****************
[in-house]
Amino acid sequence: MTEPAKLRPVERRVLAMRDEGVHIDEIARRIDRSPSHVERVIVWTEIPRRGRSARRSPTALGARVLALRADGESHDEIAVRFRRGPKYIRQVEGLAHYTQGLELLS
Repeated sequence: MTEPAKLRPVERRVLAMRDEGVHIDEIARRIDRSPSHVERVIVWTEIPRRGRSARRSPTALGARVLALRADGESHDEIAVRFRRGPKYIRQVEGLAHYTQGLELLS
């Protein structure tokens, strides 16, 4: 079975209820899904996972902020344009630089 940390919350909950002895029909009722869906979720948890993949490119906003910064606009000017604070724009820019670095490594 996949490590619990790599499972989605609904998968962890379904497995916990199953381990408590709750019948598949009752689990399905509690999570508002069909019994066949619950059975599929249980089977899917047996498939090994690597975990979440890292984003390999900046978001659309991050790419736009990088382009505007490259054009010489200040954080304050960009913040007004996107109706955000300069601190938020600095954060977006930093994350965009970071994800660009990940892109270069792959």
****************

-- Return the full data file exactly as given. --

[in-house]
Amino acid sequence: MTEPAKLRPVERRVLAMRDEGVHIDEIARRIDRSPSHVERVIVWTEIPRRGRSARRSPTALGARVLALRADGESHDEIAVRFRRGPKYIRQVEGLAHYTQGLELLS
Repeated sequence: MTEPAKLRPVERRVLAMRDEGVHIDEIARRIDRSPSHVERVIVWTEIPRRGRSARRSPTALGARVLALRADGESHDEIAVRFRRGPKYIRQVEGLAHYTQGLELLS
């Protein structure tokens, strides 16, 4: 079975209820899904996972902020344009630089 940390919350909950002895029909009722869906979720948890993949490119906003910064606009000017604070724009820019670095490594 996949490590619990790599499972989605609904998968962890379904497995916990199953381990408590709750019948598949009752689990399905509690999570508002069909019994066949619950059975599929249980089977899917047996498939090994690597975990979440890292984003390999900046978001659309991050790419736009990088382009505007490259054009010489200040954080304050960009913040007004996107109706955000300069601190938020600095954060977006930093994350965009970071994800660009990940892109270069792959």